Mike Kelley’s writings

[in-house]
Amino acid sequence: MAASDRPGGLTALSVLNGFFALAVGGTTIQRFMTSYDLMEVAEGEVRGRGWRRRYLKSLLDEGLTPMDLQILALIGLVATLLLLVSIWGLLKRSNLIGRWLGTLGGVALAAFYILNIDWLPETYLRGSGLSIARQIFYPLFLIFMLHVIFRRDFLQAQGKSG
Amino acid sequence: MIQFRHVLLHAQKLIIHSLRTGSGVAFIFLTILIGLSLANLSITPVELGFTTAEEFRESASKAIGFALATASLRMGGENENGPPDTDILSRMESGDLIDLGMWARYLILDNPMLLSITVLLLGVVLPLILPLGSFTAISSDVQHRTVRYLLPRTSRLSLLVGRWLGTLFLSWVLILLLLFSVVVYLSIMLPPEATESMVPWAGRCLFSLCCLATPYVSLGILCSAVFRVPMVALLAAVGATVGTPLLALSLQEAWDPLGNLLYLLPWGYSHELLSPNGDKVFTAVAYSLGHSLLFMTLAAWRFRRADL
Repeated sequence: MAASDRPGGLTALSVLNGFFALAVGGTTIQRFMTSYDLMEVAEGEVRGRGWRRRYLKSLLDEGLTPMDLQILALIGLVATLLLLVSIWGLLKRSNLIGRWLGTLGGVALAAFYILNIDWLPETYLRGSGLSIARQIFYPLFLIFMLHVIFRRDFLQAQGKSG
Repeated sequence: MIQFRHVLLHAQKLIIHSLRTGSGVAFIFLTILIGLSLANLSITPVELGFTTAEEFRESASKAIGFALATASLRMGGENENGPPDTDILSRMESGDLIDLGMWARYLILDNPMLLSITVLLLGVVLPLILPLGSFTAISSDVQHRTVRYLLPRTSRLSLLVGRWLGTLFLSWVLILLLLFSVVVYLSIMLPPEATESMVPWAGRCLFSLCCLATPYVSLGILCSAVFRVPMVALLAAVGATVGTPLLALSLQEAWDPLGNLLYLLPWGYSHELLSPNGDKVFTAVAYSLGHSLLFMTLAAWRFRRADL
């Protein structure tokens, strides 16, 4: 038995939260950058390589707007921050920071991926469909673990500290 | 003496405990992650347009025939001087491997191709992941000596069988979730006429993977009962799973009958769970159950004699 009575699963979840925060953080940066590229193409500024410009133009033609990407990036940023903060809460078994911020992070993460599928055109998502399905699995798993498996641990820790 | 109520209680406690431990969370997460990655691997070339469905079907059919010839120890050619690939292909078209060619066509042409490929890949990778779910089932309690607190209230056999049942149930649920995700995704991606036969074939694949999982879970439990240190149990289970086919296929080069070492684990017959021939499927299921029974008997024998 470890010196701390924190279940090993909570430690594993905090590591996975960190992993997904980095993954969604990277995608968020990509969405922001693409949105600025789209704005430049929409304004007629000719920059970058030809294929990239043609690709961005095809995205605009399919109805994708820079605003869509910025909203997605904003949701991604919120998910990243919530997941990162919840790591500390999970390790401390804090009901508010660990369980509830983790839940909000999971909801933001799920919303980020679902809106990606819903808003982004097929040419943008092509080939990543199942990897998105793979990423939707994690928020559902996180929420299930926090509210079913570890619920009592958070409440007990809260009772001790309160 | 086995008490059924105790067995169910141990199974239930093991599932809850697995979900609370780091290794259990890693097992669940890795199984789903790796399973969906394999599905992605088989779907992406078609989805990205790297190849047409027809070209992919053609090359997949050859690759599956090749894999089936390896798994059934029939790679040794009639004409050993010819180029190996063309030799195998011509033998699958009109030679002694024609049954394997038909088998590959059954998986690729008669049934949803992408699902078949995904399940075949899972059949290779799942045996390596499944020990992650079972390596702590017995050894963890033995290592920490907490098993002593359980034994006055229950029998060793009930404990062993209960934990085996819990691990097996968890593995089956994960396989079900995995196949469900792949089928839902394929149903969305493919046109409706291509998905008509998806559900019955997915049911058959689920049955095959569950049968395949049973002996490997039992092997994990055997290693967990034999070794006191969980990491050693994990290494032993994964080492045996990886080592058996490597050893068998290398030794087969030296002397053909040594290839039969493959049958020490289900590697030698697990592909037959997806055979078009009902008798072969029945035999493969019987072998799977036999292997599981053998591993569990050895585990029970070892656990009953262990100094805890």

JUDD AND JORN, NEWMAN AND GRAHAM, Asher and Smithson—when the writings of a visual artist are published, the question that immediately arises is how the texts relate to the larger oeuvre. Explanation, expansion, justification—do they constitute an entirely separate project, as with Judd? Or should they be seen as an extension of the work, as was the case with Smithson and, even more so, with younger artists close to Mike Kelley like Frances Stark, Jutta Koether, and John Miller. The first volume of Kelley’s writings, Foul Perfection—essays and criticism (poetic works, texts as parts of artworks, lectures, and more will appear in two forthcoming volumes)—seems initially to have been assembled not by the author but by the editor, John Welchman, who comments on and annotates some of the texts as if this were an exhibition catalogue rather than a collection of writings.

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